Modification was recorded at Book 510, Page 398 of the
Transylvania County Registry ("Modification of Note and
Deed of Trust").
to the express terms of this Modification, as of 8 June 2009:
The total amount of all funds disbursed by Lender to Borrower
to date under said Note, CLA [Construction Loan Agreement]
and Deed of Trust, as amended by the LMA [Loan Modification
Agreement] and Modification of Deed of Trust, included those
funds deposited in the Interest Reserve Account, is $8, 475,
801.00. There are presently no Construction Loan funds left
to be disbursed.
filed a verified complaint against Defendant on 28 December
2011. In its complaint, Plaintiff asserts claims for breach
of contract, unfair trade practices, and breach of a
fiduciary duty. Defendant filed a motion to dismiss, an
answer and counterclaim on 12 March 2012. In its
counterclaim, Defendant seeks payment in full on the Note and
asserts Plaintiff had failed to pay the balance Defendant is
joint motion of the parties, the Chief Justice of North
Carolina designated the matter as an exceptional case
pursuant to Rule 2.1 of the General Rules of Practice of the
Superior and District Courts on 1 October 2012.
discovery, Defendant filed a motion for summary judgment on
15 November 2016. Attached to Defendant's motion for
summary judgment was an affidavit of Brian Gillespie, an
employee of Defendant, and an affidavit of David A. Kozak, an
executive vice-president of Defendant. In response to
Defendant's affidavits, Plaintiff submitted affidavits of
Joshua Burdette and Scott Latell, principals of Plaintiff.
trial court entered an order granting summary judgment in
favor of Defendant on all of Plaintiff's claims and also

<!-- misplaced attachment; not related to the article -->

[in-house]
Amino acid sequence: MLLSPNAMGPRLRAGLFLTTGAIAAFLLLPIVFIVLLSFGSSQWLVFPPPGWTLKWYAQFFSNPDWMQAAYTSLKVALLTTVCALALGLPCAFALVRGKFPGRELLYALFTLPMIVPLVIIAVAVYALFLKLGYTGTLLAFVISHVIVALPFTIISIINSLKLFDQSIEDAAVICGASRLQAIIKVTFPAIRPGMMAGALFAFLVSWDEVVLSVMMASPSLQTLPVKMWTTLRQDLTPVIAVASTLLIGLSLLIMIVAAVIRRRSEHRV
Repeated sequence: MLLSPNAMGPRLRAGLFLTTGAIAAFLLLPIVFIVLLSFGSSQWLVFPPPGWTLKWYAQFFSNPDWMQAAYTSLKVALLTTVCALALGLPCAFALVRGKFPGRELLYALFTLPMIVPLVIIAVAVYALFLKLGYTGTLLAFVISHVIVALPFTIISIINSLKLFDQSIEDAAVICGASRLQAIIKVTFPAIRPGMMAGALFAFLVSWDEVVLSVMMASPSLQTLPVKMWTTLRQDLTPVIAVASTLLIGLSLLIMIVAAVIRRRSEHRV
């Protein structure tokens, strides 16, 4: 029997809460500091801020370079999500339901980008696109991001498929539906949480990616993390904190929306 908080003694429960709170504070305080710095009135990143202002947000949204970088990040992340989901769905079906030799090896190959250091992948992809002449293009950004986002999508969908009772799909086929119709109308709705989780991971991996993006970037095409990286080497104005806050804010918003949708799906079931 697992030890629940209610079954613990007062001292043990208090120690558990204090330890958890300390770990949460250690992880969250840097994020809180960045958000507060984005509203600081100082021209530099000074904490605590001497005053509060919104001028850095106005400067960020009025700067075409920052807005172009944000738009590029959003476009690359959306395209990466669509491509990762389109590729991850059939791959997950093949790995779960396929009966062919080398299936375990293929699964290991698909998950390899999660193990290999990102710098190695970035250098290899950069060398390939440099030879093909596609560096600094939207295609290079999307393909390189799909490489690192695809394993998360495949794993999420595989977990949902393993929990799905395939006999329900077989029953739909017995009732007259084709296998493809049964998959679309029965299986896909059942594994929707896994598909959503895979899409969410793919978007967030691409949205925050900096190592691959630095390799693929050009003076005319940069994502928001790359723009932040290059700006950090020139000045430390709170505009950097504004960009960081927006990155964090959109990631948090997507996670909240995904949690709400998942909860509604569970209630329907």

granting summary judgment in favor of Defendant on its
counterclaim against Plaintiff. Plaintiff filed timely notice
lies in this Court pursuant to N.C. Gen. Stat. §
7A-27(b) (2017) as an appeal from a final judgment of the
Standard of Review
ruling on a motion for summary judgment, the court views the
evidence in the light most favorable to the non-moving party
and engages in a two-part analysis of whether:
(1) the pleadings, depositions, answers to interrogatories,
and admissions on file, together with the affidavits, show
that there is no genuine issue as to any material fact; and
(2) the moving party is entitled to judgment as a matter of
Summary judgment is appropriate if: (1) the non-moving party
does not have a factual basis for each essential element of
its claim; (2) the facts are not disputed and only a question
of law remains; or (3) if the non-moving party is unable to
overcome an affirmative defense offered by the moving party.
Erthal v. May, 223 N.C.App. 373, 377-78, 736 S.E.2d
514, 517 (2012) (citations and quotation marks omitted),
disc. review denied, 366 N.C. 421, 736 ...